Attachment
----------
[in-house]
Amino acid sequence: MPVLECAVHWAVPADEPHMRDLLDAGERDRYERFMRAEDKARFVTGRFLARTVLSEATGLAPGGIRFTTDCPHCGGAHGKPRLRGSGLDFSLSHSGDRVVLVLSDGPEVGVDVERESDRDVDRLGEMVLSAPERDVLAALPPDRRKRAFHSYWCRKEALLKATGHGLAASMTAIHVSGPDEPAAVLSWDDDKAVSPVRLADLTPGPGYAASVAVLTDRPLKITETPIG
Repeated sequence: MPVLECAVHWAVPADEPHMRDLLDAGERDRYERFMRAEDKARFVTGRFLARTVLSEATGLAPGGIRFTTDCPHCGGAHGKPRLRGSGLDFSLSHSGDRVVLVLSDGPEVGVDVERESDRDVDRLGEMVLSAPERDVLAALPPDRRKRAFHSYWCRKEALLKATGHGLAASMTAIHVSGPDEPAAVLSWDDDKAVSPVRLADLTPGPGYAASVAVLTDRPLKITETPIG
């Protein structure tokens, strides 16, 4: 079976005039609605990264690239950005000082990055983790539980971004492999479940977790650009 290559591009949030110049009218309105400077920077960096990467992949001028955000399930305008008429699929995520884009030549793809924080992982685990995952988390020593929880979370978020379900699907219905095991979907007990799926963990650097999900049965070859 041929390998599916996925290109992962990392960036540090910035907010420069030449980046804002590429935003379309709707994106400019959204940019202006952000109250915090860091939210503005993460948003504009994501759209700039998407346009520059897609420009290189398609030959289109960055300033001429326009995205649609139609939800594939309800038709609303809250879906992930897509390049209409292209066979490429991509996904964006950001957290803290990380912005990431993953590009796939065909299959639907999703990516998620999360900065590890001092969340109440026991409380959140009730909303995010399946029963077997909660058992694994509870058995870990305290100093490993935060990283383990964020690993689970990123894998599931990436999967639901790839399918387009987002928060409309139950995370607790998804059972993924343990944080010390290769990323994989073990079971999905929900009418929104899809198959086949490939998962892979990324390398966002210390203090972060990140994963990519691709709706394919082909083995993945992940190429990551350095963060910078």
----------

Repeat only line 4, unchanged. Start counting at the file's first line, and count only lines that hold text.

């Protein structure tokens, strides 16, 4: 079976005039609605990264690239950005000082990055983790539980971004492999479940977790650009 290559591009949030110049009218309105400077920077960096990467992949001028955000399930305008008429699929995520884009030549793809924080992982685990995952988390020593929880979370978020379900699907219905095991979907007990799926963990650097999900049965070859 041929390998599916996925290109992962990392960036540090910035907010420069030449980046804002590429935003379309709707994106400019959204940019202006952000109250915090860091939210503005993460948003504009994501759209700039998407346009520059897609420009290189398609030959289109960055300033001429326009995205649609139609939800594939309800038709609303809250879906992930897509390049209409292209066979490429991509996904964006950001957290803290990380912005990431993953590009796939065909299959639907999703990516998620999360900065590890001092969340109440026991409380959140009730909303995010399946029963077997909660058992694994509870058995870990305290100093490993935060990283383990964020690993689970990123894998599931990436999967639901790839399918387009987002928060409309139950995370607790998804059972993924343990944080010390290769990323994989073990079971999905929900009418929104899809198959086949490939998962892979990324390398966002210390203090972060990140994963990519691709709706394919082909083995993945992940190429990551350095963060910078």